I want Mr Muffles and he's in my bedroom. I want to bring him down for tea
'cause I won't be able to talk to you then - but I mustn't let Daddy see. He
says proper little girls don't have dolls to tea … But I get lonely, see ... I'd
better shake this dust off too. Just look at my white socks!'
Lauren stood up, brushed her
small hands over her pink gingham dress and white socks, and noticed the fancy
knife lying on the dusty floor. She picked it up. The blade shot spears of
light through the darkness. She turned it this way and that, backwards and
forwards and round about, mesmerised by the kaleidoscope of white shafts
playing on the black roof.
Snap – she clicked the blade back
into the handle, and reached up to hang it back in its place … just like Tommy
used to do. She could see him now, his dark eyes shining like coal and his laughter
echoing round the shed. 'Dad won't catch me …'
Lauren took a deep breath, swallowed
hard and the lump in her throat sank down to her secret place where she wrapped
it up, warmed it with a few tears and rocked it to sleep. Then, with head bent
low, she padded over the soft lawn. Thin blades of grass criss-crossed each
other like the roof of a miniature forest, shielding all the tiny creatures
down below. If only she could scurry about like they did, she thought. But she
had to be a proper little girl.
At the back door she pulled
off her shoes - she mustn't walk any dirt into the kitchen - and, pressing her
ear against the door, clutched the handle. Yes, it was all quiet now. Slowly,
and soundlessly – but she was good at that – she twisted the doorknob, pushed
the door open and stepped inside. It was very quiet, apart from the drip-drip-dripping
of the tap making a stain on the shiny, white sink.
There was Daddy! Reading his
newspaper at the kitchen table; his back towards her. She longed for Mr
Muffles. She needed Mr Muffles. Would Daddy turn round? Surely he could hear
her loud heart beat-beat-beating? Her white socks slid silently over the pale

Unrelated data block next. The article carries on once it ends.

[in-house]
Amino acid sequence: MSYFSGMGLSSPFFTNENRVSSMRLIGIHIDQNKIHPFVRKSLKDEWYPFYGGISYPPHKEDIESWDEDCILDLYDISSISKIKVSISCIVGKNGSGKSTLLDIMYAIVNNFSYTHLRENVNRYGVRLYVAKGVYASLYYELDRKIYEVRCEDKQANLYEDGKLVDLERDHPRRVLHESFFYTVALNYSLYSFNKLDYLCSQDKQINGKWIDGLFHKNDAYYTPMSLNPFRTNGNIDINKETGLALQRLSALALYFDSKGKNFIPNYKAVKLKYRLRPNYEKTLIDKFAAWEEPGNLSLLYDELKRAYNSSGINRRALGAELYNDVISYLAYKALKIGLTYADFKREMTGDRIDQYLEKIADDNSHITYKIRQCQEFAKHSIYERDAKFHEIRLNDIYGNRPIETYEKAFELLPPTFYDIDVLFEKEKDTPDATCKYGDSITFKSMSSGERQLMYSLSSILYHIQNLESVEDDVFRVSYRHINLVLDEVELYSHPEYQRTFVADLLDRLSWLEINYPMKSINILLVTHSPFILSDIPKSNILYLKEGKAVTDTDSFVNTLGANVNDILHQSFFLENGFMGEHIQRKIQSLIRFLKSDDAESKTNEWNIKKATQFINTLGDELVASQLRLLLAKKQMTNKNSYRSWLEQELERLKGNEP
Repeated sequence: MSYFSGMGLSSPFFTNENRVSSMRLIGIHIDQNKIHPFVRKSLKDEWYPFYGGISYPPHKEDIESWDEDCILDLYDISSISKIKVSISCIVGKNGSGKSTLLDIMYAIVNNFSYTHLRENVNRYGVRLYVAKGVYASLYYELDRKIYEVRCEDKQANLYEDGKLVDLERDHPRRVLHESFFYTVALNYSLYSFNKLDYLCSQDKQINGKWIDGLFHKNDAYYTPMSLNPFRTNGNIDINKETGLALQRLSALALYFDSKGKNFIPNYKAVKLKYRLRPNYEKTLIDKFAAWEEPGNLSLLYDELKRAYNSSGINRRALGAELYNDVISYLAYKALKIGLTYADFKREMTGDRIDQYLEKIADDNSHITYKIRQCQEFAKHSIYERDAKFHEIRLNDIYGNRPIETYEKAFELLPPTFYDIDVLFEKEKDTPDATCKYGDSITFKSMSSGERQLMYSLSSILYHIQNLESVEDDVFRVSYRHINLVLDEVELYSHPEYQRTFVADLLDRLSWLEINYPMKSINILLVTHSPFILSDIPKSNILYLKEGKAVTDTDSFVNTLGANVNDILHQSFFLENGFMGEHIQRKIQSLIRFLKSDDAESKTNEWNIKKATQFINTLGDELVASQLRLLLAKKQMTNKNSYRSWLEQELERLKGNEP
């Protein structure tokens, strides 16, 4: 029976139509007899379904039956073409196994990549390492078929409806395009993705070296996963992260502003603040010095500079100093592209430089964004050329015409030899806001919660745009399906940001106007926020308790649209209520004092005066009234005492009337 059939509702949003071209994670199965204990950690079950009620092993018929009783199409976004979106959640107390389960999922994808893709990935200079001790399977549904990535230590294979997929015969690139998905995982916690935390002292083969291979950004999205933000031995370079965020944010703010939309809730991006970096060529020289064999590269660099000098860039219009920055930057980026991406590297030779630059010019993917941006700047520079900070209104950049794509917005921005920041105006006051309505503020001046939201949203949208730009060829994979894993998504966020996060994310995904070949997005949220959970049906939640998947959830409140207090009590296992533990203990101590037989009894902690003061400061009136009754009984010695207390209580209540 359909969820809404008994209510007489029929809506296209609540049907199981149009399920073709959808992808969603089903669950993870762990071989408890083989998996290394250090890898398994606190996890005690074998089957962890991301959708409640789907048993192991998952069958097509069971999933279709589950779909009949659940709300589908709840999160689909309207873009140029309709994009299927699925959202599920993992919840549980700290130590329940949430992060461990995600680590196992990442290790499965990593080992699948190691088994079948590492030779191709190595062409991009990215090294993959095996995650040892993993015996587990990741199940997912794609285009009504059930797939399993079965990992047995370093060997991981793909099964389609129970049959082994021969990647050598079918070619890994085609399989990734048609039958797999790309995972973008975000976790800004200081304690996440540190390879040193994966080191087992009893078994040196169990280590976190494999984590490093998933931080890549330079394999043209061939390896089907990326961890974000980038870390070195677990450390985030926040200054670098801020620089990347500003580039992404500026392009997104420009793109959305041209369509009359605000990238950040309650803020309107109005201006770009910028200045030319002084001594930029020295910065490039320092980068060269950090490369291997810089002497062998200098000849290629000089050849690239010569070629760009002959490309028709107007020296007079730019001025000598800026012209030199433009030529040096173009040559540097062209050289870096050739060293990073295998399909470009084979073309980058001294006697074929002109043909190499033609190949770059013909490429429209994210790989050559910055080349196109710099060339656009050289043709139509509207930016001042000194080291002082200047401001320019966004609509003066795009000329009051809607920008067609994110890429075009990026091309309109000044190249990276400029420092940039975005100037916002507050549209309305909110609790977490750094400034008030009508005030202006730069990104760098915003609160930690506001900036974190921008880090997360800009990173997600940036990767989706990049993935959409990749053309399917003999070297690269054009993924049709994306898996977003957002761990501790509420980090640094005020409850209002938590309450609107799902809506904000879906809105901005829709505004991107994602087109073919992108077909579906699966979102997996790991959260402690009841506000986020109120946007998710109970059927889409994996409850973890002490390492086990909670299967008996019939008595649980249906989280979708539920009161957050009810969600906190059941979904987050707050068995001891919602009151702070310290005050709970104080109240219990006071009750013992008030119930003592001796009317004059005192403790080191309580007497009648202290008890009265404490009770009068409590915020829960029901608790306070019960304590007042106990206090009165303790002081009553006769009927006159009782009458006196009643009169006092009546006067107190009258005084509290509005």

blue lino as she inched past the tall fridge, its low hum making the quiet more
She'd done it! She was in the
hall. Lauren breathed freely at last and skipped up the stairs. One, two,
three, she counted as she went. Mr Muffles was on her bed and she nuzzled her
tender lips deep into his furry cheek. But where was Mummy? She crept out of
her bedroom and into her parents' room. There she was, curled in a ball on the
bed; the pale green nylon frills of the counterpane framing her pretty blonde
curls. Lauren could smell the faint scent of lavender as, stepping closer, she
saw her mother's hands; white and still and gripping a bundle of tissues pushed
tight into her mouth. Her eyes were red and piggy and didn't seem to see
anything. Lauren reached out her small fingers and stroked the stiffened hand.
Her mother gasped, and gave a
'It's all right, Lauren
love. I'll come and get tea now. Where on earth have you been?' Knowing
there'd be no answer, she stood up and wiped her red eyes. She rested a hand
on Lauren's shoulder. 'I'd better get myself straight first though,' she said and
went to take the comb from her dressing table.
But Lauren grabbed her hand
and tugged and tugged again, pull-pull-pulling at her mother just like she'd
pulled at Tommy. In desperation she mouthed soundlessly, come … come. Lauren's
mother gave her a puzzled look but followed where the silent girl led.
Downstairs in the deathly quiet of
the kitchen, mother and daughter stood hand-in-hand, staring at the bright red
pool of blood in the middle of the floor … and at Lauren's father, lying by its
Lauren's innocent eyes looked
up and, like a nightingale's song to her mother's ears, her tiny voice finally
broke the silence; … 'Daddy's dead, isn't he, Mummy?'
©2010 Deborah Rickard